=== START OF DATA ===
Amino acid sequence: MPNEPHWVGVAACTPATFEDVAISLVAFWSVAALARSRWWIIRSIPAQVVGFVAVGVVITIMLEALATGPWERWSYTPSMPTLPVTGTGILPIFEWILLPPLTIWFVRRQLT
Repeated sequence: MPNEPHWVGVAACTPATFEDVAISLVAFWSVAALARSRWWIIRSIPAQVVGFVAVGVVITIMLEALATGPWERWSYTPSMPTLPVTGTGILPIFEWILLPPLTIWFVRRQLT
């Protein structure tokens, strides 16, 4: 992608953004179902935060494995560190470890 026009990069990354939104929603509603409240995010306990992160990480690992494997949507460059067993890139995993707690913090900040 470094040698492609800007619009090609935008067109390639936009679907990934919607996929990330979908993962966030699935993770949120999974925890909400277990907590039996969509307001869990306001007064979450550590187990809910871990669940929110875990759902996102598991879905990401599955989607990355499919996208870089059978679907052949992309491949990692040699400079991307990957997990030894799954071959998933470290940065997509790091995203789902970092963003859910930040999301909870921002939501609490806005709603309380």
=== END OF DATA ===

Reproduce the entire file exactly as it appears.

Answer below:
Amino acid sequence: MPNEPHWVGVAACTPATFEDVAISLVAFWSVAALARSRWWIIRSIPAQVVGFVAVGVVITIMLEALATGPWERWSYTPSMPTLPVTGTGILPIFEWILLPPLTIWFVRRQLT
Repeated sequence: MPNEPHWVGVAACTPATFEDVAISLVAFWSVAALARSRWWIIRSIPAQVVGFVAVGVVITIMLEALATGPWERWSYTPSMPTLPVTGTGILPIFEWILLPPLTIWFVRRQLT
């Protein structure tokens, strides 16, 4: 992608953004179902935060494995560190470890 026009990069990354939104929603509603409240995010306990992160990480690992494997949507460059067993890139995993707690913090900040 470094040698492609800007619009090609935008067109390639936009679907990934919607996929990330979908993962966030699935993770949120999974925890909400277990907590039996969509307001869990306001007064979450550590187990809910871990669940929110875990759902996102598991879905990401599955989607990355499919996208870089059978679907052949992309491949990692040699400079991307990957997990030894799954071959998933470290940065997509790091995203789902970092963003859910930040999301909870921002939501609490806005709603309380």